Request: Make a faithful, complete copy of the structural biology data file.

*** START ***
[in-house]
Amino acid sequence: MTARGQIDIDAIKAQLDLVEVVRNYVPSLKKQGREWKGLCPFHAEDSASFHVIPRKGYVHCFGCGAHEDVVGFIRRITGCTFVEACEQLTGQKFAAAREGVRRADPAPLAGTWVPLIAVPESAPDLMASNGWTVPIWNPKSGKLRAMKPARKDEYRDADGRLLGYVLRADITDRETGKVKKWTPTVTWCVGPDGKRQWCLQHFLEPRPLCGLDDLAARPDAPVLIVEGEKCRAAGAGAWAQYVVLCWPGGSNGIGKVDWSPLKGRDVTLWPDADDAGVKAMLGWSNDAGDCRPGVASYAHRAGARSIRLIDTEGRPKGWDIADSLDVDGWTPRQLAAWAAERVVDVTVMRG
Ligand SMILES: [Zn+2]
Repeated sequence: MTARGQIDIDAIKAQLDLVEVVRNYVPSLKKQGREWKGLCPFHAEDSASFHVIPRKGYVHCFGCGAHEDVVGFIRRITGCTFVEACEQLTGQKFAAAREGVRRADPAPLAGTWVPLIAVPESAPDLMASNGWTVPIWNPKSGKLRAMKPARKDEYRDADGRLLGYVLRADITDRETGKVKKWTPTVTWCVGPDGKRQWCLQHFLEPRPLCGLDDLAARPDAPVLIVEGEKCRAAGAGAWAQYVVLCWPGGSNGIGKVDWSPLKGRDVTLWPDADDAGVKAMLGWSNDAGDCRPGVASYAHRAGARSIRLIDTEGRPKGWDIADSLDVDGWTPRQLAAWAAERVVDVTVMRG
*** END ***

[in-house]
Amino acid sequence: MTARGQIDIDAIKAQLDLVEVVRNYVPSLKKQGREWKGLCPFHAEDSASFHVIPRKGYVHCFGCGAHEDVVGFIRRITGCTFVEACEQLTGQKFAAAREGVRRADPAPLAGTWVPLIAVPESAPDLMASNGWTVPIWNPKSGKLRAMKPARKDEYRDADGRLLGYVLRADITDRETGKVKKWTPTVTWCVGPDGKRQWCLQHFLEPRPLCGLDDLAARPDAPVLIVEGEKCRAAGAGAWAQYVVLCWPGGSNGIGKVDWSPLKGRDVTLWPDADDAGVKAMLGWSNDAGDCRPGVASYAHRAGARSIRLIDTEGRPKGWDIADSLDVDGWTPRQLAAWAAERVVDVTVMRG
Ligand SMILES: [Zn+2]
Repeated sequence: MTARGQIDIDAIKAQLDLVEVVRNYVPSLKKQGREWKGLCPFHAEDSASFHVIPRKGYVHCFGCGAHEDVVGFIRRITGCTFVEACEQLTGQKFAAAREGVRRADPAPLAGTWVPLIAVPESAPDLMASNGWTVPIWNPKSGKLRAMKPARKDEYRDADGRLLGYVLRADITDRETGKVKKWTPTVTWCVGPDGKRQWCLQHFLEPRPLCGLDDLAARPDAPVLIVEGEKCRAAGAGAWAQYVVLCWPGGSNGIGKVDWSPLKGRDVTLWPDADDAGVKAMLGWSNDAGDCRPGVASYAHRAGARSIRLIDTEGRPKGWDIADSLDVDGWTPRQLAAWAAERVVDVTVMRG